The opening of the vent during the first phase would naturally leave the volcano susceptible to the introduction of water of the surrounding Aegean sea. As mentioned before, the addition of water causes phreatomagmatic eruption (caused when water and magma interact) that tend to be more violent and the introduction to a seemingly endless water supply front he Aegean lead to an  violent explosion.

As sea water entered the volcano and immediately flash vaporizes, massive amounts of volcanic material was shot laterally from the vent.  In this case it created what is known as a pyroclastic surge. A vast cloud of gas, steam, ash, and energy created a turbulent surge of material that rushed across the landscape and ocean, rounding the pumice and creating crossbeds as the material builds upon itself.  Pyroclastic surges are known to have velocities up to 200 km/hr.

Water droplets form as the vapor condenses and ash accumulates around the droplets and small peices of pumice creating small balls called accretionary lapillli. Like a snowball, these 5mm balls of ash build themselves, creating small onion layers as they fly and tumult through the air.

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Figure 3: Like a little snowball formed from wet ash accreting in the air, accretionary lapilli are very fragile and when cut open have rings similar to an onion.

As sea water continues to enter the vent, it widens and the earth surrounding the vent fragments and  gets incorporated in the surge.  Near the end of the phase larger and large pieces of rock are ejected in the air, some the size of smart cars.  These ballistic projectiles are shot into the air and land as far as 8km (5 miles) from the vent.

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Figure 4: On the left this particularaly large 3m block was a ballistic projectile that was ejected and thrown 5km front the vent and plunged meters deep into the wet ash with me for scale. On the right is two large blocks in ancient Akrotiri (8km from the vent) with Natalie for scale.

Due to the amount of water in the eruption the ash has almost plastic-like qualities and as the blocks pellet the ash it bends and creates block sags. Imagine throwing a large rock into thick mud and the mud bending around the projectile.

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Figure 5: A block sag at Fira quarry shows the bending of the wet ash under the impact of the block.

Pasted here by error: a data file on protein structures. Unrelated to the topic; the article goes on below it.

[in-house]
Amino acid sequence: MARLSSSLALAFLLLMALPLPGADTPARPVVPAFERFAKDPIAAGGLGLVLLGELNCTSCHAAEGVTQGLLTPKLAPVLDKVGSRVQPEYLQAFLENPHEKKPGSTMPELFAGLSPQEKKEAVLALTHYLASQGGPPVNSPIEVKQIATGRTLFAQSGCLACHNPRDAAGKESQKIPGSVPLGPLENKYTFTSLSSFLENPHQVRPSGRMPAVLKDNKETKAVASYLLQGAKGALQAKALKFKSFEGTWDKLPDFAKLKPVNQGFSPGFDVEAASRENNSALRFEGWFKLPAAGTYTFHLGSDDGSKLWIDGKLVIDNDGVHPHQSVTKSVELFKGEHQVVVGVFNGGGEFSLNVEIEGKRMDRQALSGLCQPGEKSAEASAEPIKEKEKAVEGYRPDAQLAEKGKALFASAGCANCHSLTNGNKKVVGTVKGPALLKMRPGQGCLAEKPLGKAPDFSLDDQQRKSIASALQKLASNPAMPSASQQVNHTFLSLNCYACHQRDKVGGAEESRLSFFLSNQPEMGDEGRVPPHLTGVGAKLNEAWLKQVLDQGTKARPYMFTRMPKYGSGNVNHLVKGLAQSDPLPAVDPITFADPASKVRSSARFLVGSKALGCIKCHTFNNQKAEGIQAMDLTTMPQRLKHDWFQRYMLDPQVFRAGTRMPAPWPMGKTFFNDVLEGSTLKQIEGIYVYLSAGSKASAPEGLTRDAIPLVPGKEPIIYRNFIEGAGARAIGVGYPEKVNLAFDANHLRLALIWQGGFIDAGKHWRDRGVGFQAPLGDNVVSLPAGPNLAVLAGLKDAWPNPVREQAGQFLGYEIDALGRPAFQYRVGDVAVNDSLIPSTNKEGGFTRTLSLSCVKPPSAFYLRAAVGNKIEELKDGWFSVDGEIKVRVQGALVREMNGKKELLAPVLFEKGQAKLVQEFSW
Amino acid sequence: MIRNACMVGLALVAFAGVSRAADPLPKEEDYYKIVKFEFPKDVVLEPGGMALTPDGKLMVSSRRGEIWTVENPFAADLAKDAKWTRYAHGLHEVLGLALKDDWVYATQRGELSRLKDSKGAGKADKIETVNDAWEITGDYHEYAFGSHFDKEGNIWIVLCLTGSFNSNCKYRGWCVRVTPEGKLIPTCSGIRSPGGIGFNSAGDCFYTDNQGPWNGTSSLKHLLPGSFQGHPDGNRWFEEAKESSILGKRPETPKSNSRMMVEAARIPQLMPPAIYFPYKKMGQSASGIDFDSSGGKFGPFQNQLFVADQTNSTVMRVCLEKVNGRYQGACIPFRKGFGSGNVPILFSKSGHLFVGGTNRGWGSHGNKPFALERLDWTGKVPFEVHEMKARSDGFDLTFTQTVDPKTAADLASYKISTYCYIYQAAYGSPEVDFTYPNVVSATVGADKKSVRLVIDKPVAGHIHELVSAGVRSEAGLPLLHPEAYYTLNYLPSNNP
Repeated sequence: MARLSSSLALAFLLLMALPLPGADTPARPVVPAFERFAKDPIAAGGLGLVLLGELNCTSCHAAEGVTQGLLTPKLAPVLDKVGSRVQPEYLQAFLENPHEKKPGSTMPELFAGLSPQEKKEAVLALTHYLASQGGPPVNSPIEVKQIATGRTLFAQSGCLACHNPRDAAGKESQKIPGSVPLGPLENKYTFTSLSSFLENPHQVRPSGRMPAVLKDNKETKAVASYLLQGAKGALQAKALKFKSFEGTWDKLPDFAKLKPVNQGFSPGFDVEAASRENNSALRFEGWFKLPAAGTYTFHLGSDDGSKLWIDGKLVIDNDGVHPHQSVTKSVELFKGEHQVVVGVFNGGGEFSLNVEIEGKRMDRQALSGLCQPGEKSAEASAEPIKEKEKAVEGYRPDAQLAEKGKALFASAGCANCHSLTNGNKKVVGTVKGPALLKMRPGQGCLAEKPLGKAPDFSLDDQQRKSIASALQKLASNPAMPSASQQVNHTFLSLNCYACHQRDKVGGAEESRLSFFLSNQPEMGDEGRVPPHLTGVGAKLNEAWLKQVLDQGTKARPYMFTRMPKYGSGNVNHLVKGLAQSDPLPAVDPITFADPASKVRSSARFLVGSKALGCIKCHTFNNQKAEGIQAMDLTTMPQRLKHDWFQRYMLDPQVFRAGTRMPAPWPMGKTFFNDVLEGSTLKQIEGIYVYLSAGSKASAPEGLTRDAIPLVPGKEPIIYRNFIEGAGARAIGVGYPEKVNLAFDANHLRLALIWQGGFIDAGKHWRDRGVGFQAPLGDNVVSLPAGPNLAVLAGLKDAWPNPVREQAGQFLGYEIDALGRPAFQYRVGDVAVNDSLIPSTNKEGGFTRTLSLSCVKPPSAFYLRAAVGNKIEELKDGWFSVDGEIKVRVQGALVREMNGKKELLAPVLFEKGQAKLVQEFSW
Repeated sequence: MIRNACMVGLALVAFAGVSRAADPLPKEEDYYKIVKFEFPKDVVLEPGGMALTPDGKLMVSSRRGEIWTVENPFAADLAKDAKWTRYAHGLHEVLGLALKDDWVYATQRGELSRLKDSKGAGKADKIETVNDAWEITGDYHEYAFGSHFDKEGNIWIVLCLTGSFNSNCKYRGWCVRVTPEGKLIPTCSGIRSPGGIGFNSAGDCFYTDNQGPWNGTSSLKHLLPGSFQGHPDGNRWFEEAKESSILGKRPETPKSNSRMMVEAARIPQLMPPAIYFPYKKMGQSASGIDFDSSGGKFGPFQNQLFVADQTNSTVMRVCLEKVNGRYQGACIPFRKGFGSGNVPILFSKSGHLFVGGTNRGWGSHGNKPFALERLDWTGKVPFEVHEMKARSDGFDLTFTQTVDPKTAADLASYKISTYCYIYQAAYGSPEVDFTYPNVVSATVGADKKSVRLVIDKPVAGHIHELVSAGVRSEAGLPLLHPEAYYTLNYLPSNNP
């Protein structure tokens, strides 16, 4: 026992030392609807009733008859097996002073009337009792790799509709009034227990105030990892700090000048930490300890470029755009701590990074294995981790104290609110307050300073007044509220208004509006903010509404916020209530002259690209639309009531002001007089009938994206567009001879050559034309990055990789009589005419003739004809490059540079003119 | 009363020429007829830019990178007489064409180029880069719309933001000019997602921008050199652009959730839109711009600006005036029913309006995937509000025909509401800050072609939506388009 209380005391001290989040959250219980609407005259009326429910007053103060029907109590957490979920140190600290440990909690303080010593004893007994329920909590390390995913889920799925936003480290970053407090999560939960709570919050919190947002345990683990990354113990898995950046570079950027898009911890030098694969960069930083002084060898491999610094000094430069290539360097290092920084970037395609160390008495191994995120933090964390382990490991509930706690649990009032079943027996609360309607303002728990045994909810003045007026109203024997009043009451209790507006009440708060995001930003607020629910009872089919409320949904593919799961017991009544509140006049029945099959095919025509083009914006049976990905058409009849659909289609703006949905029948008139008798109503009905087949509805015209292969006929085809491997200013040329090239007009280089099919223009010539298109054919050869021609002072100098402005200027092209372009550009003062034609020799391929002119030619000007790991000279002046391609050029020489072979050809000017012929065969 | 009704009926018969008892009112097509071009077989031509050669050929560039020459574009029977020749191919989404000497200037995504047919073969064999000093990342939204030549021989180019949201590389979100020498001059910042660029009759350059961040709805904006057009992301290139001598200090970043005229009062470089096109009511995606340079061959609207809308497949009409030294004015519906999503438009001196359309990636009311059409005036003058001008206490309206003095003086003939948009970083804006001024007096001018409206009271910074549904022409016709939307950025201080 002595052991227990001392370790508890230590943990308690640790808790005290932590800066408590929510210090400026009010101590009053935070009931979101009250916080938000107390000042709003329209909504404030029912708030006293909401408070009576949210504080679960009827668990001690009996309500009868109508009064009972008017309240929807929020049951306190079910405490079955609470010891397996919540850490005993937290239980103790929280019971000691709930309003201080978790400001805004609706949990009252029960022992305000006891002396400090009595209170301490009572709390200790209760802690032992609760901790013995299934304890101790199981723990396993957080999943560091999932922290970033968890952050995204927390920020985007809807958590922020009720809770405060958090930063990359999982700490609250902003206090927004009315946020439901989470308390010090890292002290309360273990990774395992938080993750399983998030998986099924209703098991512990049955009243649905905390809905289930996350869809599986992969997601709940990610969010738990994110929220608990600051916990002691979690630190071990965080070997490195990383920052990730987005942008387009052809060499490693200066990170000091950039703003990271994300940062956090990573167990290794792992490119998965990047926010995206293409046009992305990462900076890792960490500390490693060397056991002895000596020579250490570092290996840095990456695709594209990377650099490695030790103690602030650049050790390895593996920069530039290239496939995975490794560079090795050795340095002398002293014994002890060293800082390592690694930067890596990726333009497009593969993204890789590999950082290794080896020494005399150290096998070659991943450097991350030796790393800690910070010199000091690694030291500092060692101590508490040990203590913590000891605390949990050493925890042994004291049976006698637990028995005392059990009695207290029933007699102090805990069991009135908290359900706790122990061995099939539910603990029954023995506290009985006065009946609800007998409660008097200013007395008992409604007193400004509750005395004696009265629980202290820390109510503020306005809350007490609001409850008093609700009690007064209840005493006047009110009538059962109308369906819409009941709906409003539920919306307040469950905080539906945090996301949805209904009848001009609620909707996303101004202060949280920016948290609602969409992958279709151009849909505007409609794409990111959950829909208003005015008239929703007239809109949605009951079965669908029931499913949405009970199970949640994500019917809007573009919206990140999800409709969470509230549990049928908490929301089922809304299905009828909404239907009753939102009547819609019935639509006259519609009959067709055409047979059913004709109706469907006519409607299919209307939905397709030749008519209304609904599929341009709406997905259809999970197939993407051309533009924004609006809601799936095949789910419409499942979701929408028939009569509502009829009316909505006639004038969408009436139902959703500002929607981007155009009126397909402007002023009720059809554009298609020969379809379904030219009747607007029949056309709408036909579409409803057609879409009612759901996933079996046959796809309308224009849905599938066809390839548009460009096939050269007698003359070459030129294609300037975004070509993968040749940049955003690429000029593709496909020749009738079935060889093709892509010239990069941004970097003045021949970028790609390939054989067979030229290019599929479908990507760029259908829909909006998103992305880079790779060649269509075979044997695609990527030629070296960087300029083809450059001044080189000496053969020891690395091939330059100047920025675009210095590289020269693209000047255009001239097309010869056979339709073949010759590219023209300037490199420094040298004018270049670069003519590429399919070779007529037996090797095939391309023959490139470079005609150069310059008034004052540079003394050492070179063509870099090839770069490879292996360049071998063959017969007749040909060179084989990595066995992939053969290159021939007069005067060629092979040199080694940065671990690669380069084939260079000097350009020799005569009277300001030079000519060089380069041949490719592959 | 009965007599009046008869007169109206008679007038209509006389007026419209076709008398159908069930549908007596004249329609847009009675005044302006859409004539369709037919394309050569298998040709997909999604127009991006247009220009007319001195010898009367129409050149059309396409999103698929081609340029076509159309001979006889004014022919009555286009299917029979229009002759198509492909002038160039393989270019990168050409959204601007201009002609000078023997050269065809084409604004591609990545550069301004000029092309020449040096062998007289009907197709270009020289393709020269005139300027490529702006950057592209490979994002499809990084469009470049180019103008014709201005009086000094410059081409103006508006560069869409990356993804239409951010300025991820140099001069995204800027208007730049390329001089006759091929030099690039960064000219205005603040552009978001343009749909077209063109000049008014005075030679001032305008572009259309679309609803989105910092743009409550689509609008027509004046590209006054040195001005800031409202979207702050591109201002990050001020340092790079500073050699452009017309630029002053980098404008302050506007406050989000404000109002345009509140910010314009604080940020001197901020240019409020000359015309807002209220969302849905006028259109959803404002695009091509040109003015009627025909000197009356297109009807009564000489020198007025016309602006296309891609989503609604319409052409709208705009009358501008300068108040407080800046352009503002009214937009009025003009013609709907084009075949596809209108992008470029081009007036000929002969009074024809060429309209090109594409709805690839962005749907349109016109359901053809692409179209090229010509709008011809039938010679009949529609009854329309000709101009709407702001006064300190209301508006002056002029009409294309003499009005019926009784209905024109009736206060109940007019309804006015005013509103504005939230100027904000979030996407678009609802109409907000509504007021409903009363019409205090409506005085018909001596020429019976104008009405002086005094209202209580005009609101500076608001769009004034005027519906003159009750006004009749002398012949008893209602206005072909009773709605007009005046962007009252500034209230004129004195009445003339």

Phase 3

 This phase shows that the excavation of the vent continued as the sky became full of volcanic gasses such as carbon dioxide, sulfer dioxide, hydrogen sulfide, methane, carbon monoxide, and of course water vapor.  As the air became more acidic the eruption moved north to a new vent that ejected new material as well as fragmenting old volcanic rocks and creating a plume that builds and mushrooms in the air until gravity and convection drives the whole cloud to flow back to earth and creates anywhere from 3-50m of pumice, ash, varying sizes of rocks scattered throughout.

A small pause. The accumulation of massive amounts of gasses and water vapor pour into the atmosphere and even reach Plinian heights in the stratosphere where gasses and ash get incorporated into the jetstream and travel around the world.  These gasses don’t easily leave the stratosphere and create a reflective surface that the sun’s rays can’t penetrate causing global cooling.  Locally, these gasses condense and the heat from the eruption condenses even the moisture previously in the air.

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Figure 6: Taken from the international space station the eruption of Srychev volcano in Russia shows how a Plinian eruption condenses the moisture in the air (the white part of the plume)  on the ash and gas (the grey/tan part of the plume). Source: NASA

This slight gap in the eruption gives this weather an opportunity to create streams and erosion on the recently created topography of the island. The extremely acidic, putrid air is in stark contrast to the air I breath in now.

Phase 4

This phase is split in two different parts, 4a and 4b, and we traveled to two different beaches on different sides of the island to observe this final event. The water supply that drove the previous phases is cut off and as a result this phase is both much hotter and also completely magmatic.